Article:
Star-Spangled Banner: Science Saves U.S. Icon

June 30, 2006

As the United States prepares to celebrate its 230th birthday on the Fourth of July, one of the country's most recognizable icons—the flag known as the Star-Spangled Banner—has just finished getting an eight- year makeover to help hide its age.

The flag became a national symbol when lawyer Francis Scott Key saw it tattered but still flying after a U.S. battle with the British in Baltimore, Maryland, in 1814.

The scene from that critical battle in the War of 1812 inspired Key to write what would eventually become the U.S. national anthem, "The Star-Spangled Banner."

(Download a wallpaper photo of the 1812 U.S. flag.)

But the flag has been slowly suffering additional damage since it saw battle more than 190 years ago.

For years, conservators at the Smithsonian Institution's National Museum of American History in Washington, D.C., where the banner has been kept since the 1960s, noticed that the fragile flag was deteriorating.

Years of use at Baltimore's Fort McHenry, combined with exposure to light, dust, moisture, pollution, and other elements, caused the flag's cotton and wool fibers to weaken. Holes and rust spots dotted the fabric.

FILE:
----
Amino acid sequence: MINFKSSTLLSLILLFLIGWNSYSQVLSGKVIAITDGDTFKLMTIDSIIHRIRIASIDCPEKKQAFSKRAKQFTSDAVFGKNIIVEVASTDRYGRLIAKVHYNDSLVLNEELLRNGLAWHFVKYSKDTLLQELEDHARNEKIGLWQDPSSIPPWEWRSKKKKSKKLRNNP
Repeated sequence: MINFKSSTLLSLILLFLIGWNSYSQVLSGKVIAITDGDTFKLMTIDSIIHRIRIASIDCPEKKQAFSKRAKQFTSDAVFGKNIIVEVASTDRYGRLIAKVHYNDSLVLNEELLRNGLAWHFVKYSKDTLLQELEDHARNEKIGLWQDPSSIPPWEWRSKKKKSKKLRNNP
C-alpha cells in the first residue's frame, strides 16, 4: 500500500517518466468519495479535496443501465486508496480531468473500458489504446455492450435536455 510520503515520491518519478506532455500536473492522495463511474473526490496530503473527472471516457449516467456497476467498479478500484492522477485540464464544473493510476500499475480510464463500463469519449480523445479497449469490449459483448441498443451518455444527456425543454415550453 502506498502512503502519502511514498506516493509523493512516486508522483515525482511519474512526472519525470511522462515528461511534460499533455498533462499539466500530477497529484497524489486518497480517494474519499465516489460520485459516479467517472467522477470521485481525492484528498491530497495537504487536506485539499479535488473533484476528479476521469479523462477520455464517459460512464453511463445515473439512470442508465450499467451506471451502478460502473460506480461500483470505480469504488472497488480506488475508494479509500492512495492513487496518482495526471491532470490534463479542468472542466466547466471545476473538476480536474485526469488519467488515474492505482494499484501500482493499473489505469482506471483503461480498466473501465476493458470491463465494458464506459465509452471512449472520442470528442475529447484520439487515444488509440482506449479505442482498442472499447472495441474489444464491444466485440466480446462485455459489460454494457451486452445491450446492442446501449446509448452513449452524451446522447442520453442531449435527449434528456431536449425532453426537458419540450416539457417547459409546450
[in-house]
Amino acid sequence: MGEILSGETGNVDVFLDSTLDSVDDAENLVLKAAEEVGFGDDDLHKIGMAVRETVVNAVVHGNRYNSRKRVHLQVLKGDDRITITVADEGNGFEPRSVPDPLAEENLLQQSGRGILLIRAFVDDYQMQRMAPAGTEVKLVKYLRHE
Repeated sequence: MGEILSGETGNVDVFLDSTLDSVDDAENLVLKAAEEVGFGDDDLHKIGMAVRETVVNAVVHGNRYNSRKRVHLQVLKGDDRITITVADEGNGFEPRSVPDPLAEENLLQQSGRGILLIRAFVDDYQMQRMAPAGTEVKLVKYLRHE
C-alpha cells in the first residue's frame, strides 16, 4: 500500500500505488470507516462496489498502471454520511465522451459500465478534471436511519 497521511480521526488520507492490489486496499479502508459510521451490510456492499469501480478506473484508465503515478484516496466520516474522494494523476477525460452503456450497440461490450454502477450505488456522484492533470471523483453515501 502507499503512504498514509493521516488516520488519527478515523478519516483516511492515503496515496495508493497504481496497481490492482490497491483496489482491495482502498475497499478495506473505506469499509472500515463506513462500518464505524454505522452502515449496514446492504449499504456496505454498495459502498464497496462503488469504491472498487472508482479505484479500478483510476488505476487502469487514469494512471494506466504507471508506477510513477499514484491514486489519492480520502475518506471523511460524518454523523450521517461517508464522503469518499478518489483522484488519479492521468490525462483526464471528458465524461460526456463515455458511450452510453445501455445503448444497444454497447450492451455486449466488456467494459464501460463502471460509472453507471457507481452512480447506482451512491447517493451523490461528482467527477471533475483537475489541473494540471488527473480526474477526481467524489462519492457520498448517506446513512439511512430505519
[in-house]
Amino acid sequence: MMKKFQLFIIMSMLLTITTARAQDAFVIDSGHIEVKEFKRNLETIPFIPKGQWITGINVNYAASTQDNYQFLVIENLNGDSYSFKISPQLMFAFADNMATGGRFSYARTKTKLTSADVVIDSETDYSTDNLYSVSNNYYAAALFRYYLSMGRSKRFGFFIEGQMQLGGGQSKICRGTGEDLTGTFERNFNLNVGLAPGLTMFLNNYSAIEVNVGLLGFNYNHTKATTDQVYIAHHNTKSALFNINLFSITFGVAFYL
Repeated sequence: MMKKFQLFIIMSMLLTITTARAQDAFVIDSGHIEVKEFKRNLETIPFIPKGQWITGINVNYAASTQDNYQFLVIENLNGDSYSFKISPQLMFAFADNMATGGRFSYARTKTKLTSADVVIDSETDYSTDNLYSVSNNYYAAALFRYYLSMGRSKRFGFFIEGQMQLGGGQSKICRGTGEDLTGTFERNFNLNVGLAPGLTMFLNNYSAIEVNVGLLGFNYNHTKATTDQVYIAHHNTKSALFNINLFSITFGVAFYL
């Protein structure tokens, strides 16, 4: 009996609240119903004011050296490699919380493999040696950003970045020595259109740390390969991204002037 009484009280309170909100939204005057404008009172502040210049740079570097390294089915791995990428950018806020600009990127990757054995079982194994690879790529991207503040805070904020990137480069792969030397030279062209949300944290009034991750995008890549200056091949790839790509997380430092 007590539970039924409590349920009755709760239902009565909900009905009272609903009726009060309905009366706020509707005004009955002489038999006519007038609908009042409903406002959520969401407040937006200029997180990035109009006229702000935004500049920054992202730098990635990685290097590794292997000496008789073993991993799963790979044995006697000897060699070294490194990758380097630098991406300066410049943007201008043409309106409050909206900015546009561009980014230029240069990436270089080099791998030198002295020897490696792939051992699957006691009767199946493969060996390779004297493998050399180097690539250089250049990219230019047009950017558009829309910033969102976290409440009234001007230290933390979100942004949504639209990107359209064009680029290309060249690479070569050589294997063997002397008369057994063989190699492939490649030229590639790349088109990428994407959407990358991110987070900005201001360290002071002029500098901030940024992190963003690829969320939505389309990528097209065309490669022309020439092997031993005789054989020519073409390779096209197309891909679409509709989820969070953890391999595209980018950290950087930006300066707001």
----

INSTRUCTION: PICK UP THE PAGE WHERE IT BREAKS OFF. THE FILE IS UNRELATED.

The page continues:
So in 1998 museum experts launched the Star-Spangled Banner Project, an effort to conserve the flag for decades to come.

A team of scientists, conservators, engineers, and researchers from around the world began to study the flag and analyze its condition—a task made difficult by the flag's immense size, about 34 feet (10 meters) long.

"We were surprised at how very fragile the flag was," said Marilyn Zoidis, senior curator for the project.

Science Saves the Flag

The flag's delicate condition became evident once 1.7 million stitches were removed from a linen backing that had been sewn onto the flag in 1914.

Continued on Next Page >>


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